Messina, request for verification of the rector’s reimbursements (over two million in 4 years). Cuzzocrea: “Money used for scientific research”


By John

The thrust comes from Paolo Todaro, member of the Academic Senate. And it is sent to the board of auditors, to the general director of the University, to the Minister of Economy and Finance Giancarlo Giorgetti and to the Minister of the University Anna Maria Bernini. The object in the letter is already a whole program: “Request for verification of the millionaire reimbursements, amounting to 2,217,844, made for the benefit of the rector Salvatore Cuzzocrea in the period 2019-2023.

From a careful observation of the data published on the University of Messina portal, with specific regard to transparent administration – writes Todaro – and after having extrapolated some information relating to the reimbursements made in favor of Professor Salvatore Cuzzocrea, Rector of the University of Messina since 18 April 2018 and still in office, scenarios emerge that cause perplexity and concern. In the period 2019-2023 (for this last year the available data stops at the month of July), Professor Cuzzocrea – reiterates Todaro – he received reimbursements from his University amounting to 2,217,844 euros corresponding to 40,324.44 euros per month and equivalent to 1,920.21 euros per day, excluding Saturdays and Sundays”.

Todaro goes into detail: “During the years of his rectorship, the dynamics of reimbursements had a systematic crescendo: from 157,327 euros in 2019 – corresponding to an average of 13,110.58 euros of reimbursements per month – up to the figure of 828,465 in 2022 euro – corresponding to an average of 69,038.75 euros in reimbursements per month. The millionaire reimbursements concern expenses made by Professor Cuzzocrea for a variety of purchases: materials for research and laboratory activities; newspapers and magazines; routine maintenance and repairs of equipment; paper, stationery and printed matter; missions and trips; representation services; association fees and more including “services not otherwise classifiable” which could represent any type of expense. Among these items, the one that absorbs the most significant part of the resources is related to materials for research and laboratory activities which, during the entire period 2019-2023, adds up to total payments equal to 1,544,981 euros, equivalent to 70% of the total reimbursements carried out for the benefit of Professor Cuzzocrea”.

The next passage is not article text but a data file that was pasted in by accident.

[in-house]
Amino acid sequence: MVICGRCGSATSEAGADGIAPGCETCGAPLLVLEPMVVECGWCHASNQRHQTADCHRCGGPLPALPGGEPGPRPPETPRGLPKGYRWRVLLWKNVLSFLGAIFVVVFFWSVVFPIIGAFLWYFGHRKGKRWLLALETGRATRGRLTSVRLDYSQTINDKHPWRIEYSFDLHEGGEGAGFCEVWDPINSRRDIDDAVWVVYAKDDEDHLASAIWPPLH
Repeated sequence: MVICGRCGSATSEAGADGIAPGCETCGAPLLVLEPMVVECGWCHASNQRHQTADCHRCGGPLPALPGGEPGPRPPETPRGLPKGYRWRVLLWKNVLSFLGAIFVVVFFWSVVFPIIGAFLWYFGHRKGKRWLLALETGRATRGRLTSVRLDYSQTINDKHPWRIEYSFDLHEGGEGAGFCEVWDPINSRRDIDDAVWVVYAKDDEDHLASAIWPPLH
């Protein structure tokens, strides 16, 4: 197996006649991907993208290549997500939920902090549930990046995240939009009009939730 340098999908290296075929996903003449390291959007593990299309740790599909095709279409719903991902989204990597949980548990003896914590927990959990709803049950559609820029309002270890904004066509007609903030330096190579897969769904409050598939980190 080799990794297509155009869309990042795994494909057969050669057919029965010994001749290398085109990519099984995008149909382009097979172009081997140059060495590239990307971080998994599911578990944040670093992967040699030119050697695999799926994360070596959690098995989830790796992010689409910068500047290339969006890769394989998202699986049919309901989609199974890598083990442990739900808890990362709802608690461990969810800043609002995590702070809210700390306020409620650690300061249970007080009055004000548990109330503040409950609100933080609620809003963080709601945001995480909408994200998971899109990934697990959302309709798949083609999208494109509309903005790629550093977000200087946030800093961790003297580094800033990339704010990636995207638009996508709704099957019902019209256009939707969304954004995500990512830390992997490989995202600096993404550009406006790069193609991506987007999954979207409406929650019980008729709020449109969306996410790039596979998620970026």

So some clarifications: “In light of systematic reimbursements of such a significant amount disbursed in favor of the person, Prof. Cuzzocrea, who represents the Administration and governs it, exercising the most significant management and management powers, it is evident that some observations are due and some questions are legitimate. For these reasons it is deemed necessary to urge the control bodies to, with the utmost promptness, provide ample clarity on the administrative and accounting regularity of the operations carried out by the Administration, also and above all because they have as recipient/beneficiary the Rector who represents the top management. Given the significant amounts, it would be necessary to verify the fiscal value of all the documentation provided and the actual delivery of the purchased materials through verification on the transport documents. This type of control is even more relevant in the case of foreign suppliers since the invoices presented by the latter can only be on paper. The objective of this type of verification is to exclude any illegitimate payments made in response to a refund request with possible pro-forma invoices and/or in response to any non-deliveries of the purchased products”.

Cuzzocrea: “Money for research”

The reply from the rector Salvatore Cuzzocrea was sharp and entrusted to a few words: “It’s all in order, it’s the usual mud machine. The auditors have already responded and so has the Ministry. These are funds for scientific research. The amount of the reimbursements is linked to the extent of the research: 261 publications in five years, over 20 professors, as many doctoral students and research fellows in the group. All activities verified and reported, reimbursed not with University funds but on behalf of third parties for the research. That is, through private individuals who finance the ‘research activity carried out as a teacher, and not as rector. An activity recognized by Stanford as among the first in the world.’